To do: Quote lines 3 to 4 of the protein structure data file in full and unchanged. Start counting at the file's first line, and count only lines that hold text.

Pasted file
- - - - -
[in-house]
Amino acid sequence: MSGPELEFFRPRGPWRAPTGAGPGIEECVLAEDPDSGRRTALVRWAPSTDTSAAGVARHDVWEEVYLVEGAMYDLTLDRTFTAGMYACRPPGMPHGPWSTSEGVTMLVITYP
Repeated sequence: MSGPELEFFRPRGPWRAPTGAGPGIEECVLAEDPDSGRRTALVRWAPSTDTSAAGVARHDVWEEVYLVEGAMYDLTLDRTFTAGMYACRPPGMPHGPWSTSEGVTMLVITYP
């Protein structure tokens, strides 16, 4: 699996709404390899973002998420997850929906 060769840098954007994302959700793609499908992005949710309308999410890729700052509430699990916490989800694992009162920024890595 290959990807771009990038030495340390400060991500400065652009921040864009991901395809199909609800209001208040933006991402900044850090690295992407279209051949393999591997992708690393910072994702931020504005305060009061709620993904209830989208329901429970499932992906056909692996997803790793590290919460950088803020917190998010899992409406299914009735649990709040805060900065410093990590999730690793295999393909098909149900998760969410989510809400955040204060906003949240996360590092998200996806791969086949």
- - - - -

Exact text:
Repeated sequence: MSGPELEFFRPRGPWRAPTGAGPGIEECVLAEDPDSGRRTALVRWAPSTDTSAAGVARHDVWEEVYLVEGAMYDLTLDRTFTAGMYACRPPGMPHGPWSTSEGVTMLVITYP
């Protein structure tokens, strides 16, 4: 699996709404390899973002998420997850929906 060769840098954007994302959700793609499908992005949710309308999410890729700052509430699990916490989800694992009162920024890595 290959990807771009990038030495340390400060991500400065652009921040864009991901395809199909609800209001208040933006991402900044850090690295992407279209051949393999591997992708690393910072994702931020504005305060009061709620993904209830989208329901429970499932992906056909692996997803790793590290919460950088803020917190998010899992409406299914009735649990709040805060900065410093990590999730690793295999393909098909149900998760969410989510809400955040204060906003949240996360590092998200996806791969086949």